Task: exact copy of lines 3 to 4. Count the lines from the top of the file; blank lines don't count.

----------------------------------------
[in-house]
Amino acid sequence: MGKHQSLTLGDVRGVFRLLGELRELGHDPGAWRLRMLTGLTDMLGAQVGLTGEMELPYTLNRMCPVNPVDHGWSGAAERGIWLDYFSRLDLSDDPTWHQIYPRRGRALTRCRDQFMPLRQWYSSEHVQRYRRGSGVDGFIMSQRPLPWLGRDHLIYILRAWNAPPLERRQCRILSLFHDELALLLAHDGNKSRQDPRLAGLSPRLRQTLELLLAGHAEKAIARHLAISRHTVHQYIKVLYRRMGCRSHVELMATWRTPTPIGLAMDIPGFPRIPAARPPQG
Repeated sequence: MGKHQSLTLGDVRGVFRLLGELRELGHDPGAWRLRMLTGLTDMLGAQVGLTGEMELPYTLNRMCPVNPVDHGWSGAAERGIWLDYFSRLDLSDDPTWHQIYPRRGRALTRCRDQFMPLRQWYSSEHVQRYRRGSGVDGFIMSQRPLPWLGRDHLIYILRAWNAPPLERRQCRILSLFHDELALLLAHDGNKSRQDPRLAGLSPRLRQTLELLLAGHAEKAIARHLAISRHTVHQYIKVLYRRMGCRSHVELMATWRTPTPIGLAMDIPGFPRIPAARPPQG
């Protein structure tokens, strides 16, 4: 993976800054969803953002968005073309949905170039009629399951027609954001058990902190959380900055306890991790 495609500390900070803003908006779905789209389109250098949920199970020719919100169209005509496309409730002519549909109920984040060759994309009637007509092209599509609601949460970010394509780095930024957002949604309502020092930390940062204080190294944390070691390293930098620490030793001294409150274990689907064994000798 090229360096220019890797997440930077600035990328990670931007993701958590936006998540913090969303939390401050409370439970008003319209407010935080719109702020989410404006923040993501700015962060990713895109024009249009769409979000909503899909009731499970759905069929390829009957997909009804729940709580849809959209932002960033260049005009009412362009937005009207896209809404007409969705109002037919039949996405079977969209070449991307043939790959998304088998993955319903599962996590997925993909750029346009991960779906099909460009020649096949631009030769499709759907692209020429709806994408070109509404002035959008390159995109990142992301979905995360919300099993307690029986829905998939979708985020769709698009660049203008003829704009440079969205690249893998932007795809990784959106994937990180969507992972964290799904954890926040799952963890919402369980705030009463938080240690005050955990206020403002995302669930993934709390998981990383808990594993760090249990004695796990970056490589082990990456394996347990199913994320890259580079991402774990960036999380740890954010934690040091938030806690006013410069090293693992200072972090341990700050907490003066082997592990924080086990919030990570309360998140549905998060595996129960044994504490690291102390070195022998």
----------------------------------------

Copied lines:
Repeated sequence: MGKHQSLTLGDVRGVFRLLGELRELGHDPGAWRLRMLTGLTDMLGAQVGLTGEMELPYTLNRMCPVNPVDHGWSGAAERGIWLDYFSRLDLSDDPTWHQIYPRRGRALTRCRDQFMPLRQWYSSEHVQRYRRGSGVDGFIMSQRPLPWLGRDHLIYILRAWNAPPLERRQCRILSLFHDELALLLAHDGNKSRQDPRLAGLSPRLRQTLELLLAGHAEKAIARHLAISRHTVHQYIKVLYRRMGCRSHVELMATWRTPTPIGLAMDIPGFPRIPAARPPQG
């Protein structure tokens, strides 16, 4: 993976800054969803953002968005073309949905170039009629399951027609954001058990902190959380900055306890991790 495609500390900070803003908006779905789209389109250098949920199970020719919100169209005509496309409730002519549909109920984040060759994309009637007509092209599509609601949460970010394509780095930024957002949604309502020092930390940062204080190294944390070691390293930098620490030793001294409150274990689907064994000798 090229360096220019890797997440930077600035990328990670931007993701958590936006998540913090969303939390401050409370439970008003319209407010935080719109702020989410404006923040993501700015962060990713895109024009249009769409979000909503899909009731499970759905069929390829009957997909009804729940709580849809959209932002960033260049005009009412362009937005009207896209809404007409969705109002037919039949996405079977969209070449991307043939790959998304088998993955319903599962996590997925993909750029346009991960779906099909460009020649096949631009030769499709759907692209020429709806994408070109509404002035959008390159995109990142992301979905995360919300099993307690029986829905998939979708985020769709698009660049203008003829704009440079969205690249893998932007795809990784959106994937990180969507992972964290799904954890926040799952963890919402369980705030009463938080240690005050955990206020403002995302669930993934709390998981990383808990594993760090249990004695796990970056490589082990990456394996347990199913994320890259580079991402774990960036999380740890954010934690040091938030806690006013410069090293693992200072972090341990700050907490003066082997592990924080086990919030990570309360998140549905998060595996129960044994504490690291102390070195022998």